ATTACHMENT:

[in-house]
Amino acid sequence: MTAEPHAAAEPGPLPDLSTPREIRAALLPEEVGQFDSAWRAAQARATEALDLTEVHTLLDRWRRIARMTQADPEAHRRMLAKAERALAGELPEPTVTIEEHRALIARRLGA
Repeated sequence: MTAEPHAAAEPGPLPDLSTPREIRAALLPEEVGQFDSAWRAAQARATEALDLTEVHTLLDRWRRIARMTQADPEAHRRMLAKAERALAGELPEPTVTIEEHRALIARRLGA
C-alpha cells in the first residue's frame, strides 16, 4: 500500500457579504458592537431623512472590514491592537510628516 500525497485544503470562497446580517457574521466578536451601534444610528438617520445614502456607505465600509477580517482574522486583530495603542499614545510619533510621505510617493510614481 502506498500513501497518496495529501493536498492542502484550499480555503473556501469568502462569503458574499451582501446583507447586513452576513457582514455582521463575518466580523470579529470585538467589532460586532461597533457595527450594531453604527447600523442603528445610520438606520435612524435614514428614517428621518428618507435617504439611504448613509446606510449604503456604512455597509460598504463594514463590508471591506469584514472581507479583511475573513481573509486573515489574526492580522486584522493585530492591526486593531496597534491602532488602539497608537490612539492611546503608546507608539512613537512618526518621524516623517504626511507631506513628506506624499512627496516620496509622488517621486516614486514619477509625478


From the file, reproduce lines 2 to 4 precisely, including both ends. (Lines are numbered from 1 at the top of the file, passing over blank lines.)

Amino acid sequence: MTAEPHAAAEPGPLPDLSTPREIRAALLPEEVGQFDSAWRAAQARATEALDLTEVHTLLDRWRRIARMTQADPEAHRRMLAKAERALAGELPEPTVTIEEHRALIARRLGA
Repeated sequence: MTAEPHAAAEPGPLPDLSTPREIRAALLPEEVGQFDSAWRAAQARATEALDLTEVHTLLDRWRRIARMTQADPEAHRRMLAKAERALAGELPEPTVTIEEHRALIARRLGA
C-alpha cells in the first residue's frame, strides 16, 4: 500500500457579504458592537431623512472590514491592537510628516 500525497485544503470562497446580517457574521466578536451601534444610528438617520445614502456607505465600509477580517482574522486583530495603542499614545510619533510621505510617493510614481 502506498500513501497518496495529501493536498492542502484550499480555503473556501469568502462569503458574499451582501446583507447586513452576513457582514455582521463575518466580523470579529470585538467589532460586532461597533457595527450594531453604527447600523442603528445610520438606520435612524435614514428614517428621518428618507435617504439611504448613509446606510449604503456604512455597509460598504463594514463590508471591506469584514472581507479583511475573513481573509486573515489574526492580522486584522493585530492591526486593531496597534491602532488602539497608537490612539492611546503608546507608539512613537512618526518621524516623517504626511507631506513628506506624499512627496516620496509622488517621486516614486514619477509625478